Malaysia Airlines Flight 370 has been missing since March 8, 2014. During that time, there has been a lot of reporting on theories and recovery efforts. The Malaysian government has said the flight was hijacked and recently 11 Islamic jihadists were arrested in connection to the plane's disappearance. So far, no trace of the plane has been found. This past week, I had the opportunity to interview a personal friend of mine, a pilot for a major US Airline for the past 23 years, who also served seven years in the Navy as a pilot. Kent Thelen sat down with me to answer some questions about Flight 370 and about some of the theories and reports we've posted here at Freedom Outpost. He told me that from his experience that for there to be claims that those searching have picked up Flight 370's black box signal, but be unable to localize the signal is "highly unlikely."

Thelen currently flies the Boeing 767ER category airplanes and has flown around the world, including the specific area that Flight 370 disappeared in. He has also lived on Diego Garcia (affectionately called 'Dodge' by military personnel), a small island that many have speculated was used to either house or refuel Flight 370 for transportation to a more secure location. He knows the area well.

Though Kent has flown in a Boeing 777, he has never actually piloted one, but he is very experienced as a captain in the operations of large wide body jets.

When it comes to the issue of the "black boxes" (actually, two orange cylinders – one which is the flight data recorder and the second a cockpit voice recorder) onboard the aircraft, if there had been an explosion they would have survived and had they impacted water, their beacons would have begun emitting a signal, as they are activated by sea water.

These black boxes are charged by the plane's electrical system, unless the system has lost power, then they are powered by batteries. These batteries are changed out during routine maintenance to ensure they will last over a long period of time should the devices become activated. While many news sources have been promoting the fact that the devices will operate for 30 days, Thelen says that the batteries can last up to 90 days, according to information he has read. He said while his airline would fall well within the guidelines of scheduled maintenance concerning batteries and other equipment, he also said that he had no way of knowing what Malaysia Airlines maintenance requirements are like.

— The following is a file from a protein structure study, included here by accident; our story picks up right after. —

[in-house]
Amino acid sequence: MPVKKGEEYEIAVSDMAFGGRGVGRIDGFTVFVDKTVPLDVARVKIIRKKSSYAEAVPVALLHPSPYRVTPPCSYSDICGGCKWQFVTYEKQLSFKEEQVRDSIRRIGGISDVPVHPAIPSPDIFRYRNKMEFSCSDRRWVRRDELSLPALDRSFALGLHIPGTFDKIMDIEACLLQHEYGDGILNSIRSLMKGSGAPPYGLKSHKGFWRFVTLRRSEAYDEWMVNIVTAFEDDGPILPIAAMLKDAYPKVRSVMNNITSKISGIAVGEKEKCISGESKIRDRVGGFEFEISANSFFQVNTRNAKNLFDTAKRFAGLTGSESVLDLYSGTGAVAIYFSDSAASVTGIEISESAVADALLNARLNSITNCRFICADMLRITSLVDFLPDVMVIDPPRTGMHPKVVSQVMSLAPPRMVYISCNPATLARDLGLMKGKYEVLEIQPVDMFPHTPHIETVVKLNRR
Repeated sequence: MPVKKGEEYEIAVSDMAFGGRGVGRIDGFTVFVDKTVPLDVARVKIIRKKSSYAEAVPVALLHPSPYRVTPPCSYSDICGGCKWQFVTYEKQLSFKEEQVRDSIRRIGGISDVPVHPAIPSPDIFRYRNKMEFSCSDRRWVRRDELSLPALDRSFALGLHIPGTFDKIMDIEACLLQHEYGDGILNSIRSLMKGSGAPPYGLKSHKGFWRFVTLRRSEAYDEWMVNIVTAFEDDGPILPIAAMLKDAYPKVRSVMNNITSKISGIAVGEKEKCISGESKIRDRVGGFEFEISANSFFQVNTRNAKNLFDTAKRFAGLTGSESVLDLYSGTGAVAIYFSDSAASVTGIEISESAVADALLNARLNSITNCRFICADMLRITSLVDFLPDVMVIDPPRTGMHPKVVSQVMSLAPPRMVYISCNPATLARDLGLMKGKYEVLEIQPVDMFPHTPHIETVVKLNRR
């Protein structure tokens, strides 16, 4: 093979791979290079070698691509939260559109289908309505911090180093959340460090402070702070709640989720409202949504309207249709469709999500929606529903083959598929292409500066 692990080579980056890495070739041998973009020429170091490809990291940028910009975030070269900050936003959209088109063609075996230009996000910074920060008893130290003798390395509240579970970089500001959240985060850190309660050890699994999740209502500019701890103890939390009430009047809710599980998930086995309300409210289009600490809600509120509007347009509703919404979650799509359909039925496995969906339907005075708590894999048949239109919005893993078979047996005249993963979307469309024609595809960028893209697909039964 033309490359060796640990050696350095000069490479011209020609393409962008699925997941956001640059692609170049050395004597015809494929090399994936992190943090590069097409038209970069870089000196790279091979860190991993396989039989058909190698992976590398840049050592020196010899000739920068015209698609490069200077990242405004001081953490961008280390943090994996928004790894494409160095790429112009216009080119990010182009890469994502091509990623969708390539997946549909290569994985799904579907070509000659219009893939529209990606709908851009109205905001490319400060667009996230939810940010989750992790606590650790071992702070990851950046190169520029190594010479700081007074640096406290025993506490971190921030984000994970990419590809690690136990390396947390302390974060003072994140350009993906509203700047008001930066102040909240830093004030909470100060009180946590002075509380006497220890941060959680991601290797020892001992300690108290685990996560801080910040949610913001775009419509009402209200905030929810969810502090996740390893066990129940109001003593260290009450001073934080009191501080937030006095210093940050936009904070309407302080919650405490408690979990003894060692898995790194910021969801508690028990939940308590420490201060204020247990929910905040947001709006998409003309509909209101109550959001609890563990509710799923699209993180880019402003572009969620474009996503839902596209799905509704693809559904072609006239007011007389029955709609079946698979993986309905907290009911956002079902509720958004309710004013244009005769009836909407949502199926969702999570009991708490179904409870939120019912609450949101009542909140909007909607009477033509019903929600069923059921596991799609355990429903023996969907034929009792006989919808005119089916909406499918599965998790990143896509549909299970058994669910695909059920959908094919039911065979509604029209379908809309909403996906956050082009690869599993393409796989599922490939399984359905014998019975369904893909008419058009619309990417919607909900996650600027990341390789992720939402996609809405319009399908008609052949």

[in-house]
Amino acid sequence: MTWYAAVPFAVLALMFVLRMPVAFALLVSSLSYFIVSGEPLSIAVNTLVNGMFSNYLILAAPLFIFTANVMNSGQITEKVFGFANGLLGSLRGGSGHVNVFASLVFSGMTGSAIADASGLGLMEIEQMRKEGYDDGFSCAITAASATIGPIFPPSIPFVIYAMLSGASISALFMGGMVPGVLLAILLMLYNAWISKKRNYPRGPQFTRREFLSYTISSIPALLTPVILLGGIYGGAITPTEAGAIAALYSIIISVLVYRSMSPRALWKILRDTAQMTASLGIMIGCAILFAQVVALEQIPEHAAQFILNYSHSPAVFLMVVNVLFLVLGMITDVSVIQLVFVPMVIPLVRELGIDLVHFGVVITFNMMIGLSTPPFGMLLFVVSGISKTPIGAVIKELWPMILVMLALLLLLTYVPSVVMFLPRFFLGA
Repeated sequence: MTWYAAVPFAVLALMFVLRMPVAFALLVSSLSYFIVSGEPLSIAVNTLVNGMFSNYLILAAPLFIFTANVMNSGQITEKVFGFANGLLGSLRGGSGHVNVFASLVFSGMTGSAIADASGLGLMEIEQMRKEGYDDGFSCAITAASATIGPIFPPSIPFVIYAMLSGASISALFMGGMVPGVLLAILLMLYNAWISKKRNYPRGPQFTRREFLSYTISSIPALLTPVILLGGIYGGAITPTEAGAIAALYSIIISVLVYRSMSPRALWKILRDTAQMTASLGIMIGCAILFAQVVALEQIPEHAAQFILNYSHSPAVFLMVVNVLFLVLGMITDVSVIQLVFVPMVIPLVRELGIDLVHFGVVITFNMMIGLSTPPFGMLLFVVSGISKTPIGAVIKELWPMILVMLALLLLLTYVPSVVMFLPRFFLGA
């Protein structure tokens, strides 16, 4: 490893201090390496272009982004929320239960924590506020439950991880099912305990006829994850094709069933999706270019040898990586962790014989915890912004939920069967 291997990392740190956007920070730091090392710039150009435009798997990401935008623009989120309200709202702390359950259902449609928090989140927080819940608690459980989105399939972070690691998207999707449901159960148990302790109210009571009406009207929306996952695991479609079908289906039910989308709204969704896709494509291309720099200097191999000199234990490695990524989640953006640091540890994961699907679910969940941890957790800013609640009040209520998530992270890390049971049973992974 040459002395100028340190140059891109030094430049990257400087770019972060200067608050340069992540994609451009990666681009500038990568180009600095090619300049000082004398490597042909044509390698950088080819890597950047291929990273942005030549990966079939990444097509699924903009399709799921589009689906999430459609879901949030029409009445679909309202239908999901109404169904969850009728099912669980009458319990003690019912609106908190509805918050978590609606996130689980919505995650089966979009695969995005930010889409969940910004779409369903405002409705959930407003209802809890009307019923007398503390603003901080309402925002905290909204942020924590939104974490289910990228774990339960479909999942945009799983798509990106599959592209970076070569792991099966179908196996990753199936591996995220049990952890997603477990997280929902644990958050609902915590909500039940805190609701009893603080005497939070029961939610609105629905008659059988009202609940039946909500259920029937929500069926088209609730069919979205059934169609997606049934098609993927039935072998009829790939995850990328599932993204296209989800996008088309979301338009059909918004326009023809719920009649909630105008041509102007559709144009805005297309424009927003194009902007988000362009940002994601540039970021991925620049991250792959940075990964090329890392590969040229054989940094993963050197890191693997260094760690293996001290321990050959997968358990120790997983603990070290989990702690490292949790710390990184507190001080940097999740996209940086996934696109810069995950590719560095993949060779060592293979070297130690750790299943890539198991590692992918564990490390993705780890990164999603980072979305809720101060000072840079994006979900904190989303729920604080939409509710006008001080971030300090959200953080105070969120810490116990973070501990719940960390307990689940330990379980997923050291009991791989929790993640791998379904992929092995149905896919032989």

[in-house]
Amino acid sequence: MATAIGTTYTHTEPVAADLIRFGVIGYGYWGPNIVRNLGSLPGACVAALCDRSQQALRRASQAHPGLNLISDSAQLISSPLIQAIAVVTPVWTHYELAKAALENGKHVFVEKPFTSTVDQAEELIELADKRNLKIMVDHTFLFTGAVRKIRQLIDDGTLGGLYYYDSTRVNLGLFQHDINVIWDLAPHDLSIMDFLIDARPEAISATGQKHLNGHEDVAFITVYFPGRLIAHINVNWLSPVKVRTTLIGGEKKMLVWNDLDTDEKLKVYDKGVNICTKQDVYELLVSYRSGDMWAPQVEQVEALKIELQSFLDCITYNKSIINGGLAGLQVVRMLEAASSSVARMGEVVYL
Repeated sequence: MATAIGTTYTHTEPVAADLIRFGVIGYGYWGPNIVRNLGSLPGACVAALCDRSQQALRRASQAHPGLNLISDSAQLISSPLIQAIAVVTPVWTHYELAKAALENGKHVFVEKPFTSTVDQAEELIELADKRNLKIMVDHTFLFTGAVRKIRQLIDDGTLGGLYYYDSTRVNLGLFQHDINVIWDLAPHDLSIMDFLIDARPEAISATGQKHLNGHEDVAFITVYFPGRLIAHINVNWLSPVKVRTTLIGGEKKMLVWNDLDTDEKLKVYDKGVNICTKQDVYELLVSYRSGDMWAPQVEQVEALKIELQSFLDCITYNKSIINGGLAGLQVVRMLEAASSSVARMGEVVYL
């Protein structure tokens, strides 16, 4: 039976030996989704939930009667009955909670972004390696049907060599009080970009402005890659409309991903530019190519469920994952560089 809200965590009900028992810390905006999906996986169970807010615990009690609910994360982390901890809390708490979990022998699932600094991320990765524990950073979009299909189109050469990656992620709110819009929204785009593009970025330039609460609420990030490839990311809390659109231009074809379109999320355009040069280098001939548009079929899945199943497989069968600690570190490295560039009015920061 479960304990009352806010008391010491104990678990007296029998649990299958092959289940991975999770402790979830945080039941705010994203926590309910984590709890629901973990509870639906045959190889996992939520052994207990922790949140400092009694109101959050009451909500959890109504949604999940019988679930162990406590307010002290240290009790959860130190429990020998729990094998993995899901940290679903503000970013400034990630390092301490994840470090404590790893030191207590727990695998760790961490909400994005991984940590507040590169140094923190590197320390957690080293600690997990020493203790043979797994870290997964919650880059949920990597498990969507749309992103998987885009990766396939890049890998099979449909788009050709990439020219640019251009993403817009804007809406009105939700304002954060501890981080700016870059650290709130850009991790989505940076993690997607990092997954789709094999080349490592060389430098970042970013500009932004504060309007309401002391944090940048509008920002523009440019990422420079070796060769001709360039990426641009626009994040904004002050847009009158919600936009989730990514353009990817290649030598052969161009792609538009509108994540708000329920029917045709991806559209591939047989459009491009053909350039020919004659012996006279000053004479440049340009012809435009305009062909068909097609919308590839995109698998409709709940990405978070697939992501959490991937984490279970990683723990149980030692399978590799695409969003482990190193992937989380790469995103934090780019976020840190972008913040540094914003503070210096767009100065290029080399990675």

"I don't know if they would be as strict or rigid as US airlines," he told Freedom Outpost. "They have their own sovereign rules and I don't know what are required by Malaysian authorities or the reliability of the maintenance performed on their aircraft."

In trying to understand the various theories of what may have happened to Flight 370, I asked about two possible scenarios in which the plane experienced some sort of mid-air explosion (whether onboard or via a missile) or the plane crashing in the water. Thelen told me that, in either scenario, there would be plenty of floating debris. Specifically, he pointed out that not only were there life preservers under each seat, but also that each seat cushion is a floatation device. In addition, any bodies would also float for a period of time. "As aircraft are constructed of lightweight materials, there's plenty that will float." So far, we have seen nothing from Flight 370.

"Even a 'water landing' would be difficult to perform without tearing the plane to pieces, simply by virtue of the nature of the construction of the aircraft, with very large underwing fan engines and with a likely high sea state," Thelen told us. "I would expect seat cushions to be washing ashore eventually as they are designed as secondary life preservers…much of passengers' carry-on would float also."

Also, he informed us that shoulder fired missiles were not a threat to commercial airliners, unless they were either taking off or landing, as the range of shoulder fired missiles is a fairly short distance. We do know they have been a threat to military helicopters.

Now, Kent Thelen was a P3 Orion Anti-Submarine warfare pilot during his service in the Navy. According to Thelen, "The P3 Orion was a combat aircraft used during the Cold War. Though the P8 Poseidon is the latest successor, the Navy still flies P3s extensively. The P3 is a maritime platform that serves in many kinds of missions, but was designed primarily for anti-submarine warfare."

He went on to explain that the missions he was engaged in would track submarines based on the noises they put in the water. They would then localize the sub, track it, and finally attack it (though only a simulated attack).

When asked about what the reasoning would be to allow pilots to turn off the ability to track the plane, Thelen laid out for us the fact that there are two ways to track airplanes. First, there is digital tracking with a transponder. This occurs by typical Air Traffic Control radar. If the pilot turns the transponder off, that will eliminate the ability to digitally track the plane.

The second means of tracking is what Thelen refers to as "old World War II radar, where you 'paint' the skin of the airplane."

Just as the sun shines against a mirror and reflects it's brilliance on the mirror, the same thing occurs with "skin paint" radar, which gets its name for the brightly colored blips it produces on a radar screen via radio frequency energy reflections. This type of radar does not require a talking back and forth feature with onboard data systems. In essence, a signal is put out at the airplane and is reflected back to the source. The technology is commonly known as the primary surveillance radar (PSR).